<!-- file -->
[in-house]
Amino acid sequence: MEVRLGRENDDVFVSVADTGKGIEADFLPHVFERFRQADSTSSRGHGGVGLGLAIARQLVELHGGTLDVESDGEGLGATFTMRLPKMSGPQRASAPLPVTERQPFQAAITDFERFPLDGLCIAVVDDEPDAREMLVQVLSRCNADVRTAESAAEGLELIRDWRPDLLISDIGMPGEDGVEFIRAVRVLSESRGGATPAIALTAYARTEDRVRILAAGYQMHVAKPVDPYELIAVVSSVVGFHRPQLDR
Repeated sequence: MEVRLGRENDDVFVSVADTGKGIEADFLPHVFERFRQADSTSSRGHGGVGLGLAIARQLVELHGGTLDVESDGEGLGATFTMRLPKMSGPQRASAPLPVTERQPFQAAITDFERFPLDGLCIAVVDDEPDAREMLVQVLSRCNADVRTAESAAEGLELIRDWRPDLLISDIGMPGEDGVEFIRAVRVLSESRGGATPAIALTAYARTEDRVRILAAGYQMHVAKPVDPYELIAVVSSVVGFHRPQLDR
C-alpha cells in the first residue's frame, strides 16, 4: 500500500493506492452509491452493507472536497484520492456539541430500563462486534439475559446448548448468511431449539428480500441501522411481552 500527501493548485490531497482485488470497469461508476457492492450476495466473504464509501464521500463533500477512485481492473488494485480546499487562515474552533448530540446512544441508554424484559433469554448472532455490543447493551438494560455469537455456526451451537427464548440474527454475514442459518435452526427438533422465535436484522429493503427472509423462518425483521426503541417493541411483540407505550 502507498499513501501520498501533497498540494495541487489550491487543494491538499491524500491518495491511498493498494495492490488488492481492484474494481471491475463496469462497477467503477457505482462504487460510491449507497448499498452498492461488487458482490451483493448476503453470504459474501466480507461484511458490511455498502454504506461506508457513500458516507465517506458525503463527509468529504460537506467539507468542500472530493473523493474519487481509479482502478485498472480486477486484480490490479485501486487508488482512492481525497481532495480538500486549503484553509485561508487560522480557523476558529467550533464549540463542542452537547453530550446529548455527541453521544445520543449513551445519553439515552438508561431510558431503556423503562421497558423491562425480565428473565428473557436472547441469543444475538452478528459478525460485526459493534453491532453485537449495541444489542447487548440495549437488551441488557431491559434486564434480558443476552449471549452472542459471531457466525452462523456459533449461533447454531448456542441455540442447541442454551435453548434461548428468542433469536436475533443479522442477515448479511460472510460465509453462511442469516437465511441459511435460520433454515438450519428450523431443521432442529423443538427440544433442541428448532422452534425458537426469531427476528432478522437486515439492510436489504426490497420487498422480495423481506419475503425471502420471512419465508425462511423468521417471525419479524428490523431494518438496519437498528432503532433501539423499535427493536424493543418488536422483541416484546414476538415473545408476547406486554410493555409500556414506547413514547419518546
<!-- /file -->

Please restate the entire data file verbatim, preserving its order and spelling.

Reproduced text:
[in-house]
Amino acid sequence: MEVRLGRENDDVFVSVADTGKGIEADFLPHVFERFRQADSTSSRGHGGVGLGLAIARQLVELHGGTLDVESDGEGLGATFTMRLPKMSGPQRASAPLPVTERQPFQAAITDFERFPLDGLCIAVVDDEPDAREMLVQVLSRCNADVRTAESAAEGLELIRDWRPDLLISDIGMPGEDGVEFIRAVRVLSESRGGATPAIALTAYARTEDRVRILAAGYQMHVAKPVDPYELIAVVSSVVGFHRPQLDR
Repeated sequence: MEVRLGRENDDVFVSVADTGKGIEADFLPHVFERFRQADSTSSRGHGGVGLGLAIARQLVELHGGTLDVESDGEGLGATFTMRLPKMSGPQRASAPLPVTERQPFQAAITDFERFPLDGLCIAVVDDEPDAREMLVQVLSRCNADVRTAESAAEGLELIRDWRPDLLISDIGMPGEDGVEFIRAVRVLSESRGGATPAIALTAYARTEDRVRILAAGYQMHVAKPVDPYELIAVVSSVVGFHRPQLDR
C-alpha cells in the first residue's frame, strides 16, 4: 500500500493506492452509491452493507472536497484520492456539541430500563462486534439475559446448548448468511431449539428480500441501522411481552 500527501493548485490531497482485488470497469461508476457492492450476495466473504464509501464521500463533500477512485481492473488494485480546499487562515474552533448530540446512544441508554424484559433469554448472532455490543447493551438494560455469537455456526451451537427464548440474527454475514442459518435452526427438533422465535436484522429493503427472509423462518425483521426503541417493541411483540407505550 502507498499513501501520498501533497498540494495541487489550491487543494491538499491524500491518495491511498493498494495492490488488492481492484474494481471491475463496469462497477467503477457505482462504487460510491449507497448499498452498492461488487458482490451483493448476503453470504459474501466480507461484511458490511455498502454504506461506508457513500458516507465517506458525503463527509468529504460537506467539507468542500472530493473523493474519487481509479482502478485498472480486477486484480490490479485501486487508488482512492481525497481532495480538500486549503484553509485561508487560522480557523476558529467550533464549540463542542452537547453530550446529548455527541453521544445520543449513551445519553439515552438508561431510558431503556423503562421497558423491562425480565428473565428473557436472547441469543444475538452478528459478525460485526459493534453491532453485537449495541444489542447487548440495549437488551441488557431491559434486564434480558443476552449471549452472542459471531457466525452462523456459533449461533447454531448456542441455540442447541442454551435453548434461548428468542433469536436475533443479522442477515448479511460472510460465509453462511442469516437465511441459511435460520433454515438450519428450523431443521432442529423443538427440544433442541428448532422452534425458537426469531427476528432478522437486515439492510436489504426490497420487498422480495423481506419475503425471502420471512419465508425462511423468521417471525419479524428490523431494518438496519437498528432503532433501539423499535427493536424493543418488536422483541416484546414476538415473545408476547406486554410493555409500556414506547413514547419518546